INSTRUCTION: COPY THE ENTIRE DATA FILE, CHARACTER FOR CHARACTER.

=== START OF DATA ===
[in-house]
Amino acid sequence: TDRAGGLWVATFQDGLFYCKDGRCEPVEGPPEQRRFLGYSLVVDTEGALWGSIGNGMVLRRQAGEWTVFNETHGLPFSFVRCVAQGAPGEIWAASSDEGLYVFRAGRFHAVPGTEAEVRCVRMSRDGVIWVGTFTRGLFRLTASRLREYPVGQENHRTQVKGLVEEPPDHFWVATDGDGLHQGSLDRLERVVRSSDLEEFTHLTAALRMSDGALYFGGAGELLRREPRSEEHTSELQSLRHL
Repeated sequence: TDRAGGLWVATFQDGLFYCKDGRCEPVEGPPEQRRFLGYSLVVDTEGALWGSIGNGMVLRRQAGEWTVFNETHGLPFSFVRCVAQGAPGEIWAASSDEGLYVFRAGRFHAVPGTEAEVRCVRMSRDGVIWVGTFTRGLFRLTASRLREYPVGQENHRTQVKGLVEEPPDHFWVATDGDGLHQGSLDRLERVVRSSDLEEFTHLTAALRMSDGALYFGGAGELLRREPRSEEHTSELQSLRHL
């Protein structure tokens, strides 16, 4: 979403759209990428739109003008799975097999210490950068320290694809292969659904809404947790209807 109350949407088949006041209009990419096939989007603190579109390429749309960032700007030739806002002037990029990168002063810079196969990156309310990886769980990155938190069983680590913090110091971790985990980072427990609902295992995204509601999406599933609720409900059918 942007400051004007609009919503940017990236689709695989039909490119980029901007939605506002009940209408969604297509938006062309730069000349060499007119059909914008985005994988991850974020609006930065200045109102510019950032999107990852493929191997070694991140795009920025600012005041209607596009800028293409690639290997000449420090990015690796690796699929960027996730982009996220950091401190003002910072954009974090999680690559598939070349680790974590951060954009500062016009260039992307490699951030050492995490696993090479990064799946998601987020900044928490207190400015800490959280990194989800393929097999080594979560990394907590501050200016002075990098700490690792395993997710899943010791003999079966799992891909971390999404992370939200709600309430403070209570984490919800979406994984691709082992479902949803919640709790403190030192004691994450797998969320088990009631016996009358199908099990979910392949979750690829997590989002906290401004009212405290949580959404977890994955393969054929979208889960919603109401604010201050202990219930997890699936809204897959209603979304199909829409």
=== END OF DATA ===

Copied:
[in-house]
Amino acid sequence: TDRAGGLWVATFQDGLFYCKDGRCEPVEGPPEQRRFLGYSLVVDTEGALWGSIGNGMVLRRQAGEWTVFNETHGLPFSFVRCVAQGAPGEIWAASSDEGLYVFRAGRFHAVPGTEAEVRCVRMSRDGVIWVGTFTRGLFRLTASRLREYPVGQENHRTQVKGLVEEPPDHFWVATDGDGLHQGSLDRLERVVRSSDLEEFTHLTAALRMSDGALYFGGAGELLRREPRSEEHTSELQSLRHL
Repeated sequence: TDRAGGLWVATFQDGLFYCKDGRCEPVEGPPEQRRFLGYSLVVDTEGALWGSIGNGMVLRRQAGEWTVFNETHGLPFSFVRCVAQGAPGEIWAASSDEGLYVFRAGRFHAVPGTEAEVRCVRMSRDGVIWVGTFTRGLFRLTASRLREYPVGQENHRTQVKGLVEEPPDHFWVATDGDGLHQGSLDRLERVVRSSDLEEFTHLTAALRMSDGALYFGGAGELLRREPRSEEHTSELQSLRHL
């Protein structure tokens, strides 16, 4: 979403759209990428739109003008799975097999210490950068320290694809292969659904809404947790209807 109350949407088949006041209009990419096939989007603190579109390429749309960032700007030739806002002037990029990168002063810079196969990156309310990886769980990155938190069983680590913090110091971790985990980072427990609902295992995204509601999406599933609720409900059918 942007400051004007609009919503940017990236689709695989039909490119980029901007939605506002009940209408969604297509938006062309730069000349060499007119059909914008985005994988991850974020609006930065200045109102510019950032999107990852493929191997070694991140795009920025600012005041209607596009800028293409690639290997000449420090990015690796690796699929960027996730982009996220950091401190003002910072954009974090999680690559598939070349680790974590951060954009500062016009260039992307490699951030050492995490696993090479990064799946998601987020900044928490207190400015800490959280990194989800393929097999080594979560990394907590501050200016002075990098700490690792395993997710899943010791003999079966799992891909971390999404992370939200709600309430403070209570984490919800979406994984691709082992479902949803919640709790403190030192004691994450797998969320088990009631016996009358199908099990979910392949979750690829997590989002906290401004009212405290949580959404977890994955393969054929979208889960919603109401604010201050202990219930997890699936809204897959209603979304199909829409």